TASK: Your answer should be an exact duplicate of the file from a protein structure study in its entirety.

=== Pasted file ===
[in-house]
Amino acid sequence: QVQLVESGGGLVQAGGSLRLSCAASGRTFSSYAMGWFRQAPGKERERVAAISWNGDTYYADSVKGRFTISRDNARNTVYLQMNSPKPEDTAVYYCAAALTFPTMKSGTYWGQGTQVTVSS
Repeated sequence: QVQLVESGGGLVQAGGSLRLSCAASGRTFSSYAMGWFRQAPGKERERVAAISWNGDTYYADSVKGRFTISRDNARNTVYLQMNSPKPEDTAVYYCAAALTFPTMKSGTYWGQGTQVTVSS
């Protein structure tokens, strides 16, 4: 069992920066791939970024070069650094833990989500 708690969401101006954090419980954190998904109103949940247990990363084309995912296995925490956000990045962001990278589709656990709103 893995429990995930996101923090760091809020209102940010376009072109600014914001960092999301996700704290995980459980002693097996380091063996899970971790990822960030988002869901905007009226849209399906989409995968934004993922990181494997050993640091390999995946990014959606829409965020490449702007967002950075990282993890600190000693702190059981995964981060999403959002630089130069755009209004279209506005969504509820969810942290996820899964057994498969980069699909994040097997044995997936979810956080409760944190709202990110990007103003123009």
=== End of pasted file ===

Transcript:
[in-house]
Amino acid sequence: QVQLVESGGGLVQAGGSLRLSCAASGRTFSSYAMGWFRQAPGKERERVAAISWNGDTYYADSVKGRFTISRDNARNTVYLQMNSPKPEDTAVYYCAAALTFPTMKSGTYWGQGTQVTVSS
Repeated sequence: QVQLVESGGGLVQAGGSLRLSCAASGRTFSSYAMGWFRQAPGKERERVAAISWNGDTYYADSVKGRFTISRDNARNTVYLQMNSPKPEDTAVYYCAAALTFPTMKSGTYWGQGTQVTVSS
């Protein structure tokens, strides 16, 4: 069992920066791939970024070069650094833990989500 708690969401101006954090419980954190998904109103949940247990990363084309995912296995925490956000990045962001990278589709656990709103 893995429990995930996101923090760091809020209102940010376009072109600014914001960092999301996700704290995980459980002693097996380091063996899970971790990822960030988002869901905007009226849209399906989409995968934004993922990181494997050993640091390999995946990014959606829409965020490449702007967002950075990282993890600190000693702190059981995964981060999403959002630089130069755009209004279209506005969504509820969810942290996820899964057994498969980069699909994040097997044995997936979810956080409760944190709202990110990007103003123009």